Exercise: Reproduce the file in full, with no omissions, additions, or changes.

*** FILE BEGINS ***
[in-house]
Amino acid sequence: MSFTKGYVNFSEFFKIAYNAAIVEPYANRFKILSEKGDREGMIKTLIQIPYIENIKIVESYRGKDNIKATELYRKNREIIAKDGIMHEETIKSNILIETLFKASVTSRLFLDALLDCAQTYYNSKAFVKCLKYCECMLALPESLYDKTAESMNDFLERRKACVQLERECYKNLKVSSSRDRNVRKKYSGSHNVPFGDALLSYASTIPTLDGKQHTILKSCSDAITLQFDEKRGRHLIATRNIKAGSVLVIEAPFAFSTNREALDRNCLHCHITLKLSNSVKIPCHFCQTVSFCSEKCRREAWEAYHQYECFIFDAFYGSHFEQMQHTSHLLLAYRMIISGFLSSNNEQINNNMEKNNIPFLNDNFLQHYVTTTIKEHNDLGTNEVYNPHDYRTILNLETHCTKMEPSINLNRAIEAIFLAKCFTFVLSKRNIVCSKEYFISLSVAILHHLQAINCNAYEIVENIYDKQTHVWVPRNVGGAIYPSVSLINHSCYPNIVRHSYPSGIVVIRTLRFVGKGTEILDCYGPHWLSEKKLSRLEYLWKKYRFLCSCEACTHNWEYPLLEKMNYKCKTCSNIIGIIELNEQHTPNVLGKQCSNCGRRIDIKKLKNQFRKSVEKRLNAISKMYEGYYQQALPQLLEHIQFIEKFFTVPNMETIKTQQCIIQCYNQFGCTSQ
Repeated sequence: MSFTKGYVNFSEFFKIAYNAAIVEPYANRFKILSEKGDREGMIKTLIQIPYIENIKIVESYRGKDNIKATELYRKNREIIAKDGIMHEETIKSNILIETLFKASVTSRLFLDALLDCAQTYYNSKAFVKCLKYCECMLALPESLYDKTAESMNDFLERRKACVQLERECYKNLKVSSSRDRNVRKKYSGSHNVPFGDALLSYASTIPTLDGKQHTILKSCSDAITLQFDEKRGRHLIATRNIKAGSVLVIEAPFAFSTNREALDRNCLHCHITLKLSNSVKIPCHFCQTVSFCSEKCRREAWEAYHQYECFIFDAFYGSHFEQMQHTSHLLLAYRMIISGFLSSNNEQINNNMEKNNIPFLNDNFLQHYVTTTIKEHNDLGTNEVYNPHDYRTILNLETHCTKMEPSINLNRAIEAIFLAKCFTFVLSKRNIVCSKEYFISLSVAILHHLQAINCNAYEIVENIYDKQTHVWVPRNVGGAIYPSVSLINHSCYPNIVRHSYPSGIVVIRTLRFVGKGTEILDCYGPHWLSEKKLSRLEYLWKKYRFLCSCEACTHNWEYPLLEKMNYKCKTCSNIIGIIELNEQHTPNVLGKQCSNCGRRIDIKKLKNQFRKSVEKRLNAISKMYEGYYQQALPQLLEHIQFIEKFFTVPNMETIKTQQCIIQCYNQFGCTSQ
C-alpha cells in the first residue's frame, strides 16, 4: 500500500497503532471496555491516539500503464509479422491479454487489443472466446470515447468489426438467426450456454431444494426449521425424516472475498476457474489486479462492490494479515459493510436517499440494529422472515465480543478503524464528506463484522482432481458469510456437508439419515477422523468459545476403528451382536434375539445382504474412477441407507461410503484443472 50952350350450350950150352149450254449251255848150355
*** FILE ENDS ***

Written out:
[in-house]
Amino acid sequence: MSFTKGYVNFSEFFKIAYNAAIVEPYANRFKILSEKGDREGMIKTLIQIPYIENIKIVESYRGKDNIKATELYRKNREIIAKDGIMHEETIKSNILIETLFKASVTSRLFLDALLDCAQTYYNSKAFVKCLKYCECMLALPESLYDKTAESMNDFLERRKACVQLERECYKNLKVSSSRDRNVRKKYSGSHNVPFGDALLSYASTIPTLDGKQHTILKSCSDAITLQFDEKRGRHLIATRNIKAGSVLVIEAPFAFSTNREALDRNCLHCHITLKLSNSVKIPCHFCQTVSFCSEKCRREAWEAYHQYECFIFDAFYGSHFEQMQHTSHLLLAYRMIISGFLSSNNEQINNNMEKNNIPFLNDNFLQHYVTTTIKEHNDLGTNEVYNPHDYRTILNLETHCTKMEPSINLNRAIEAIFLAKCFTFVLSKRNIVCSKEYFISLSVAILHHLQAINCNAYEIVENIYDKQTHVWVPRNVGGAIYPSVSLINHSCYPNIVRHSYPSGIVVIRTLRFVGKGTEILDCYGPHWLSEKKLSRLEYLWKKYRFLCSCEACTHNWEYPLLEKMNYKCKTCSNIIGIIELNEQHTPNVLGKQCSNCGRRIDIKKLKNQFRKSVEKRLNAISKMYEGYYQQALPQLLEHIQFIEKFFTVPNMETIKTQQCIIQCYNQFGCTSQ
Repeated sequence: MSFTKGYVNFSEFFKIAYNAAIVEPYANRFKILSEKGDREGMIKTLIQIPYIENIKIVESYRGKDNIKATELYRKNREIIAKDGIMHEETIKSNILIETLFKASVTSRLFLDALLDCAQTYYNSKAFVKCLKYCECMLALPESLYDKTAESMNDFLERRKACVQLERECYKNLKVSSSRDRNVRKKYSGSHNVPFGDALLSYASTIPTLDGKQHTILKSCSDAITLQFDEKRGRHLIATRNIKAGSVLVIEAPFAFSTNREALDRNCLHCHITLKLSNSVKIPCHFCQTVSFCSEKCRREAWEAYHQYECFIFDAFYGSHFEQMQHTSHLLLAYRMIISGFLSSNNEQINNNMEKNNIPFLNDNFLQHYVTTTIKEHNDLGTNEVYNPHDYRTILNLETHCTKMEPSINLNRAIEAIFLAKCFTFVLSKRNIVCSKEYFISLSVAILHHLQAINCNAYEIVENIYDKQTHVWVPRNVGGAIYPSVSLINHSCYPNIVRHSYPSGIVVIRTLRFVGKGTEILDCYGPHWLSEKKLSRLEYLWKKYRFLCSCEACTHNWEYPLLEKMNYKCKTCSNIIGIIELNEQHTPNVLGKQCSNCGRRIDIKKLKNQFRKSVEKRLNAISKMYEGYYQQALPQLLEHIQFIEKFFTVPNMETIKTQQCIIQCYNQFGCTSQ
C-alpha cells in the first residue's frame, strides 16, 4: 500500500497503532471496555491516539500503464509479422491479454487489443472466446470515447468489426438467426450456454431444494426449521425424516472475498476457474489486479462492490494479515459493510436517499440494529422472515465480543478503524464528506463484522482432481458469510456437508439419515477422523468459545476403528451382536434375539445382504474412477441407507461410503484443472 50952350350450350950150352149450254449251255848150355